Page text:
Kickboxing star Joe Schilling believes there's some truth in the steroid accusation levelled at Conor McGregor
What seemed like a throwaway piece of trash-talk is unnervingly gathering momentum.
One of the main takeaways from the UFC 196 press conference on Wednesday was Nate Diaz's allegation that Conor McGregor was a steroid user.
McGregor reacted furiously to the accusation and Dana White moved quickly to rubbish it but there are certain parties who believe that there is some truth to the rumours.
One such party is GLORY kickboxer Joe Schilling who is a close friend of the Diaz brothers.
And in an interview with Bloody Elbow, Schilling hinted that he believed there was more to the claims than a mere attempt to get under McGregor's skin.
Do not accuse Conor McGregor of taking steroids. pic.twitter.com/COZTyWCrCU
— Darragh Murphy (@DarrMurphy) February 24, 2016
"I think Nate is in his head already," Schilling said. "Did you see how flustered he was when Nate threw that in about steroids? Ha!"
The interviewer, John Joe O'Regan, suggested that the claims had come out of nowhere but those suggestions were rejected by Schilling, who defeated Mike Lemaire by unanimous decision at GLORY 27 on Friday night.
"Coming from nowhere? Dude it didn't come from nowhere. Look at him, he's put on about seventy pounds. Very interesting.
"His arms are f--king huge, look at him. But even if it did come out of nowhere it's still good because Conor is used to getting in everybody's head and Nate was like 'nah, f--k you!'"
Diaz is a short notice replacement for Rafael dos Anjos, who withdrew from his lightweight title defence due to a fractured foot, and Schilling is in no doubt about who he believes will win the welterweight headliner of UFC 196.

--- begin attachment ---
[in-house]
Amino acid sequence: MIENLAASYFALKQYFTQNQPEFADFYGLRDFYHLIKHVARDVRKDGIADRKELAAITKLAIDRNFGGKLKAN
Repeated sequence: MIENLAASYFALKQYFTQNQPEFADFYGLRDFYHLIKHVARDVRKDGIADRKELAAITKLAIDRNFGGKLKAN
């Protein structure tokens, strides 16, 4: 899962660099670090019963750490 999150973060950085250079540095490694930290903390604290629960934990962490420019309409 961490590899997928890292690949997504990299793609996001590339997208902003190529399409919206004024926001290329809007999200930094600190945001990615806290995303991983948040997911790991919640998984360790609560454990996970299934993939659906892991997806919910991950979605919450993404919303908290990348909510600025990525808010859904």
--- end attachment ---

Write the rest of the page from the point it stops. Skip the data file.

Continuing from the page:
"I will be putting money on Nate," Schilling continued. "I think what Nate's weaknesses are, Conor is not good at. I think it's a great fight for Nate. His size is too much for Conor and I think that Conor's knockout power has a lot to do with him fighting smaller people. I think knocking out a 145er is a lot different to knocking out a guy who walks around at 185lbs and who has never been knocked out before with punches.
"On the ground Nate submits him quickly and easily and standing, his speed and the way he punches, the volume as well, he will pick him apart. Power-wise, I think Nate hits harder than Conor has ever been hit. I will be placing a large amount of money on Nate. I think it's a great payday for Nate and it will be for me as well.
"Nate Diaz trains for fun. He might put on weight between fights but he runs five or six miles regularly, four or five days a week, he does sports for fun, constantly in the gym, constantly training and sparring. Is he in full fight-camp shape? No, but he is far from going to gas out in the first round believe me."